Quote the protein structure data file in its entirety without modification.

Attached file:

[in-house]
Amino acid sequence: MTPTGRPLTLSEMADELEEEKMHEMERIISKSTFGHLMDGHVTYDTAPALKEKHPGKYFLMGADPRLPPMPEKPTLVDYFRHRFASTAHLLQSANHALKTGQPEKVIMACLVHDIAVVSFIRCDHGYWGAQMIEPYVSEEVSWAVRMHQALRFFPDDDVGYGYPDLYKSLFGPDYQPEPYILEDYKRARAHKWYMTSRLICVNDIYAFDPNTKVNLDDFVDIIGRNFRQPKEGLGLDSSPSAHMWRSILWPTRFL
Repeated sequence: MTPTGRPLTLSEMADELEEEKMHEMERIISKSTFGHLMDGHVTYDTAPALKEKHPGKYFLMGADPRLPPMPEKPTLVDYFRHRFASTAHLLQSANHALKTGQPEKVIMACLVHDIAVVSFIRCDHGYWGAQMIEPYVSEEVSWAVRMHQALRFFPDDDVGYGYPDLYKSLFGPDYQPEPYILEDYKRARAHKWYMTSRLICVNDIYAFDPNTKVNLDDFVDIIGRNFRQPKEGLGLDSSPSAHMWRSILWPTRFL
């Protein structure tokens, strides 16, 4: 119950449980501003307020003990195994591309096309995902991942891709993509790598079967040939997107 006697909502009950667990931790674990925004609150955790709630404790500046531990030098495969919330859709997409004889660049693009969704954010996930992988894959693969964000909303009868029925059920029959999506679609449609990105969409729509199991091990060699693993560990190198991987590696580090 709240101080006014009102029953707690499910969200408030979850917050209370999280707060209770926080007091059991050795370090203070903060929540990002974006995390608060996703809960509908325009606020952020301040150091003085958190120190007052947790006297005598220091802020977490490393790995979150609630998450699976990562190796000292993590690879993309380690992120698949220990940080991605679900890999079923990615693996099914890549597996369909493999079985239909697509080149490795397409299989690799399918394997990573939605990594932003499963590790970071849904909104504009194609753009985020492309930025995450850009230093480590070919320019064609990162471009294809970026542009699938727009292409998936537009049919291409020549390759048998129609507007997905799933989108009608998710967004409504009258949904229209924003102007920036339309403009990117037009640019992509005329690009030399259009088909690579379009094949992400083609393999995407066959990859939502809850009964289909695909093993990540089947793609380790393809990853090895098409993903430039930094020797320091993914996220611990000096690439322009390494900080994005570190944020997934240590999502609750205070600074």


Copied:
[in-house]
Amino acid sequence: MTPTGRPLTLSEMADELEEEKMHEMERIISKSTFGHLMDGHVTYDTAPALKEKHPGKYFLMGADPRLPPMPEKPTLVDYFRHRFASTAHLLQSANHALKTGQPEKVIMACLVHDIAVVSFIRCDHGYWGAQMIEPYVSEEVSWAVRMHQALRFFPDDDVGYGYPDLYKSLFGPDYQPEPYILEDYKRARAHKWYMTSRLICVNDIYAFDPNTKVNLDDFVDIIGRNFRQPKEGLGLDSSPSAHMWRSILWPTRFL
Repeated sequence: MTPTGRPLTLSEMADELEEEKMHEMERIISKSTFGHLMDGHVTYDTAPALKEKHPGKYFLMGADPRLPPMPEKPTLVDYFRHRFASTAHLLQSANHALKTGQPEKVIMACLVHDIAVVSFIRCDHGYWGAQMIEPYVSEEVSWAVRMHQALRFFPDDDVGYGYPDLYKSLFGPDYQPEPYILEDYKRARAHKWYMTSRLICVNDIYAFDPNTKVNLDDFVDIIGRNFRQPKEGLGLDSSPSAHMWRSILWPTRFL
């Protein structure tokens, strides 16, 4: 119950449980501003307020003990195994591309096309995902991942891709993509790598079967040939997107 006697909502009950667990931790674990925004609150955790709630404790500046531990030098495969919330859709997409004889660049693009969704954010996930992988894959693969964000909303009868029925059920029959999506679609449609990105969409729509199991091990060699693993560990190198991987590696580090 709240101080006014009102029953707690499910969200408030979850917050209370999280707060209770926080007091059991050795370090203070903060929540990002974006995390608060996703809960509908325009606020952020301040150091003085958190120190007052947790006297005598220091802020977490490393790995979150609630998450699976990562190796000292993590690879993309380690992120698949220990940080991605679900890999079923990615693996099914890549597996369909493999079985239909697509080149490795397409299989690799399918394997990573939605990594932003499963590790970071849904909104504009194609753009985020492309930025995450850009230093480590070919320019064609990162471009294809970026542009699938727009292409998936537009049919291409020549390759048998129609507007997905799933989108009608998710967004409504009258949904229209924003102007920036339309403009990117037009640019992509005329690009030399259009088909690579379009094949992400083609393999995407066959990859939502809850009964289909695909093993990540089947793609380790393809990853090895098409993903430039930094020797320091993914996220611990000096690439322009390494900080994005570190944020997934240590999502609750205070600074």